"Washington turned a blind eye to Al-Qaeda"
lnp3 at panix.com
Mon Sep 17 08:50:30 MDT 2001
Janes.com, 14 September 2001
Why? An attempt to explain the unexplainable
By Rahul Bedi, Janes correspondent in New Delhi
The origins of last Tuesdays attack on the United States arguably have
their roots in the 1970s. At this time, during the height of the Cold War,
a Washington shamed by defeat in Vietnam embarked on a deep, collaborative
enterprise to contain the Soviet Union.
The genesis of the policy came to a head following the Soviet occupation of
Afghanistan, when President Jimmy Carter set up a team headed by National
Security Advisor Zbigniew Brzezinski to employ its death by a thousands
cuts policy on the tottering Soviet empire, especially the oil- and
mineral-rich Central Asian Republics then ruled by Moscow.
A marriage of convenience
Thus began the US-love affair with Islamists in which short-term profit
motivated all parties concerned, but the deadly ramifications of which are
haunting the world today and the effects of which were brought home starkly
to America earlier this week.
This marriage of convenience, consummated in an alliance with Islamic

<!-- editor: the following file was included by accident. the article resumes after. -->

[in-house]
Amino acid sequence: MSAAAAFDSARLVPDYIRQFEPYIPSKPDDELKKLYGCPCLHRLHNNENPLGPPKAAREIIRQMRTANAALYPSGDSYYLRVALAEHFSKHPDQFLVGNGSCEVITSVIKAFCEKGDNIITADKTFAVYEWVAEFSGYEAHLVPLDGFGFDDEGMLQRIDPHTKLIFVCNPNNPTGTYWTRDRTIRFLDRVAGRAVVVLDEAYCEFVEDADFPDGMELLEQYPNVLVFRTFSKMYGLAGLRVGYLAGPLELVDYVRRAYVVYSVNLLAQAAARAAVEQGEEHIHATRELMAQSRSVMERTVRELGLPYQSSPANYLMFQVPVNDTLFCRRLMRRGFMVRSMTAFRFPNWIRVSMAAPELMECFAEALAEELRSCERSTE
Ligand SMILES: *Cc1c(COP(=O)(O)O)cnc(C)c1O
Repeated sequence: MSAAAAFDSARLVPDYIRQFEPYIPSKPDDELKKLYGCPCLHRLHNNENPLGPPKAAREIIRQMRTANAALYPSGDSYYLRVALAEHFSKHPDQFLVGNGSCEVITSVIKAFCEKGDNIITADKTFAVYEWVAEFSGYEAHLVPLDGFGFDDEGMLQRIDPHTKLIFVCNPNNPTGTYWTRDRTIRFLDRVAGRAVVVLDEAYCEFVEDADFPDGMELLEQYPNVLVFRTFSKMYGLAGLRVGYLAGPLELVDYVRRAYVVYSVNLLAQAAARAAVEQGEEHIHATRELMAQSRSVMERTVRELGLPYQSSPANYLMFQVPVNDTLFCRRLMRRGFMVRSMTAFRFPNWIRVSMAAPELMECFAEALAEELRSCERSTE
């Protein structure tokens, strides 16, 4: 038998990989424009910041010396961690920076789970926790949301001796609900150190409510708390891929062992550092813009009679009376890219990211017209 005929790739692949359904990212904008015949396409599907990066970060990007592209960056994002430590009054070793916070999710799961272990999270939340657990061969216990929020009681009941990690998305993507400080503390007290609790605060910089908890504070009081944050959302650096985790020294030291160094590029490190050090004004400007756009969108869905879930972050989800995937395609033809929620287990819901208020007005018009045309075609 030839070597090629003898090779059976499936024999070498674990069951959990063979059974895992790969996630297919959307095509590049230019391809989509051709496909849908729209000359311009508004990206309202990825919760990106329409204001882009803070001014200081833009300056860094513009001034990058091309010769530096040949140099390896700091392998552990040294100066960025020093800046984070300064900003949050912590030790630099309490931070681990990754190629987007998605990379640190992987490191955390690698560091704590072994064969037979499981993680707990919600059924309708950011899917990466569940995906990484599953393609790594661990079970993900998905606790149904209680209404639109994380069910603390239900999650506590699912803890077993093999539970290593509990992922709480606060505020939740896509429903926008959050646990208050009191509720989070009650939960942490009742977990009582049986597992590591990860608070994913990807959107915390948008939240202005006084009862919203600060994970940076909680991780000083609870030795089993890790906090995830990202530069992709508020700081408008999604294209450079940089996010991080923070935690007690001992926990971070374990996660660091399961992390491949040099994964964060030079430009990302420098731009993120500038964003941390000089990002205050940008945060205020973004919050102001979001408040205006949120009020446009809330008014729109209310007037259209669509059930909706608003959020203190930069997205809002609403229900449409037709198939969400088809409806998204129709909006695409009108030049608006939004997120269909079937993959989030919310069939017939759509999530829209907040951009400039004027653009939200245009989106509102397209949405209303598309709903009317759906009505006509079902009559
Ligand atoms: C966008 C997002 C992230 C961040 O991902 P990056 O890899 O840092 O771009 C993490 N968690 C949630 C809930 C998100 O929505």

fundamentalists, particularly suited the Pakistani military junta of
General Mohammad Zia-ul-Haq, which was looking for greater strategic depth
and economic influence in Afghanistan and Central Asia.
The flip side of the wily generals agenda was that this alliance with the
US would also strengthen Pakistan's military capabilities with respect to
rival India with the induction of sophisticated US weaponry at throwaway
prices. This was also the time when Pakistan made great strides in
developing its covert nuclear capability through a combination of
clandestine transactions, outright theft and forging closer military and
nuclear relations with China, all connived at by Washington.
The US-led proxy war model was based on the premise that Islamists made
good anti-Communist allies. The plan was diabolically simple: to hire,
train and control motivated Islamic mercenaries. The trainers were mainly
from Pakistan's Inter Services Intelligence (ISI) agency, who learnt their
craft from American Green Beret commandos and Navy SEALS in various US